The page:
Turner and fellow initiator Jack Shea have decades of experience running the Teton Science School in Jackson, Wyoming, and believe the concept of outdoor learning has a home in Utah.
They identify the exploding population of the Wasatch Front alongside the burgeoning Silicon Slopes tech sector and the state’s pride in its beautiful natural landscapes as primary ingredients for success.
According to Wasatch Mountain Institute documents, more than half a million school-aged children live within 90 miles of the Wasatch Range.
Wasatch Mountain Institute is a nonprofit that hopes to fund itself through tuition and philanthropic donations. Its program director, Howard Vogt, and program associate, Hilary Lambert, describe the benefits of experiential science learning as transformative for students, teachers and the classroom dynamic.
“(Seeing) science come alive — it’s an experience that can then move through the rest of the school year,” Vogt said. “If you’ve been on a camping trip before, just going through a camping experience increases trust between people. Students and teachers are able to develop a rapport that transcends (that) learning experience.”
Vogt said the kind of learning that can be done in the field tends to stay with students, a “stickiness” factor that has benefits beyond the time spent outdoors.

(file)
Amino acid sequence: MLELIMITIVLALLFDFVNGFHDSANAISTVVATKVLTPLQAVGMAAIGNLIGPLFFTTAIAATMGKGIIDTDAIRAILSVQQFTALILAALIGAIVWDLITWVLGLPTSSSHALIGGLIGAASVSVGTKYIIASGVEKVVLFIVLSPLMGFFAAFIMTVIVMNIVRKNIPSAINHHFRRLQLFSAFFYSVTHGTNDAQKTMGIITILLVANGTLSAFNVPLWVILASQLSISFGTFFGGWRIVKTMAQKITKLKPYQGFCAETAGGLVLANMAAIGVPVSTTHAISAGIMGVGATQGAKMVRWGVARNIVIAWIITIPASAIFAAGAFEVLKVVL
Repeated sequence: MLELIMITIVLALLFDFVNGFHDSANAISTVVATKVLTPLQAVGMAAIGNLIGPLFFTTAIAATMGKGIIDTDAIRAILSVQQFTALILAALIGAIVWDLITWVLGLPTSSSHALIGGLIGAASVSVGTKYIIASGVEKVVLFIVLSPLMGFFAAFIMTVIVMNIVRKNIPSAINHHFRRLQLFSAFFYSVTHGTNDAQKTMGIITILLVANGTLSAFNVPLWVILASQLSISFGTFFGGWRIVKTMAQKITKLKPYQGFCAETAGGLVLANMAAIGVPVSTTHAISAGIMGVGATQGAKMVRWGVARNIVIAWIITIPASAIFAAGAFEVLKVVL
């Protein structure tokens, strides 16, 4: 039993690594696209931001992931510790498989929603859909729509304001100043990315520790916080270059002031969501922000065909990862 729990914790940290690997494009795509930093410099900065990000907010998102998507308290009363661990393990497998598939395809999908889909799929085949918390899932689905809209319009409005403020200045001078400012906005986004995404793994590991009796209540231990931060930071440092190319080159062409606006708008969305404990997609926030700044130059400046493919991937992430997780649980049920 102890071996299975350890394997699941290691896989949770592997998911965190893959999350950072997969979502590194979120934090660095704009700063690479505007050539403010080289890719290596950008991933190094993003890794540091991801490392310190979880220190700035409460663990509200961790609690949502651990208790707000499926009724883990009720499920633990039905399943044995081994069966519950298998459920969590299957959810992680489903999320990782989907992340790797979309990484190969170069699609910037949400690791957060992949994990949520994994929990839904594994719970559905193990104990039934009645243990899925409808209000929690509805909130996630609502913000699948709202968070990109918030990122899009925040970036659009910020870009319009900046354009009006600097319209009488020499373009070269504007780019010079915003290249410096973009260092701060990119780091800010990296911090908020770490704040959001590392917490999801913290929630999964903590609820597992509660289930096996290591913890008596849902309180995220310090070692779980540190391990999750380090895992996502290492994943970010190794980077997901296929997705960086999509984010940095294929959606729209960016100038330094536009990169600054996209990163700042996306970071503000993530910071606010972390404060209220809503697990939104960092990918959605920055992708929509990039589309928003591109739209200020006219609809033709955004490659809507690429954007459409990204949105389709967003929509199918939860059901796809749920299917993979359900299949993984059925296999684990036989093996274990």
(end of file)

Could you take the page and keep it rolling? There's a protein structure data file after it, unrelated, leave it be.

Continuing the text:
Lambert said the program aligns with the state’s new science curriculum — the Science with Engineering Education (SEED) standards.
“We’re totally rethinking how we approach science,” Lambert said. She characterized it as “here’s how you do science, not here’s what you should know.”
Wasatch Mountain Institute’s idea is to start with the Oakley campus as a pilot program to show proof of the concept and establish relationships with school districts. The group hopes to eventually establish a headquarters in Wasatch Mountain State Park, help refurbish and use the Rock Cliff Nature Center in Jordanelle State Park, restore the Tate Barn in Wasatch Mountain State Park and establish an urban site in Salt Lake City.
If the program evolves as the nonprofit hopes, the Oakley campus would transition in a few years to serve as the site of a high school semester-in-nature.